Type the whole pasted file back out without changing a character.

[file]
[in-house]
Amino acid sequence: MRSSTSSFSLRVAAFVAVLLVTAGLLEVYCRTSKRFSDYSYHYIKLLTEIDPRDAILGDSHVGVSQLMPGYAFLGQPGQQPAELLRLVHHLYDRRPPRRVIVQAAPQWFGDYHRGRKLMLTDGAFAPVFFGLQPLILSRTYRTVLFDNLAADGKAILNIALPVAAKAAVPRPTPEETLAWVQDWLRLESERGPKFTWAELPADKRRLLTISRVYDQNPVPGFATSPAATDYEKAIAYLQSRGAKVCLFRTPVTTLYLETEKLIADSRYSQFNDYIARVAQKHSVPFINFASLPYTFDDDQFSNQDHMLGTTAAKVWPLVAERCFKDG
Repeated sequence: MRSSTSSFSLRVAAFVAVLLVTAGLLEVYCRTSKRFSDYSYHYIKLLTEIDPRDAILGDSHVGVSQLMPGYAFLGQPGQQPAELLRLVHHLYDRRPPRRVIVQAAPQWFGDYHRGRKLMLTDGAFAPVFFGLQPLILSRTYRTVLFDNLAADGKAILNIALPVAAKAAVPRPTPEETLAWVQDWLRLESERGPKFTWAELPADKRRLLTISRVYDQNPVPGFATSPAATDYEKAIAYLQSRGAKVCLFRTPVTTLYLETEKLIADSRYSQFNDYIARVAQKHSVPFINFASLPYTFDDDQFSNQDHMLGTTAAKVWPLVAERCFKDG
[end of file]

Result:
[in-house]
Amino acid sequence: MRSSTSSFSLRVAAFVAVLLVTAGLLEVYCRTSKRFSDYSYHYIKLLTEIDPRDAILGDSHVGVSQLMPGYAFLGQPGQQPAELLRLVHHLYDRRPPRRVIVQAAPQWFGDYHRGRKLMLTDGAFAPVFFGLQPLILSRTYRTVLFDNLAADGKAILNIALPVAAKAAVPRPTPEETLAWVQDWLRLESERGPKFTWAELPADKRRLLTISRVYDQNPVPGFATSPAATDYEKAIAYLQSRGAKVCLFRTPVTTLYLETEKLIADSRYSQFNDYIARVAQKHSVPFINFASLPYTFDDDQFSNQDHMLGTTAAKVWPLVAERCFKDG
Repeated sequence: MRSSTSSFSLRVAAFVAVLLVTAGLLEVYCRTSKRFSDYSYHYIKLLTEIDPRDAILGDSHVGVSQLMPGYAFLGQPGQQPAELLRLVHHLYDRRPPRRVIVQAAPQWFGDYHRGRKLMLTDGAFAPVFFGLQPLILSRTYRTVLFDNLAADGKAILNIALPVAAKAAVPRPTPEETLAWVQDWLRLESERGPKFTWAELPADKRRLLTISRVYDQNPVPGFATSPAATDYEKAIAYLQSRGAKVCLFRTPVTTLYLETEKLIADSRYSQFNDYIARVAQKHSVPFINFASLPYTFDDDQFSNQDHMLGTTAAKVWPLVAERCFKDG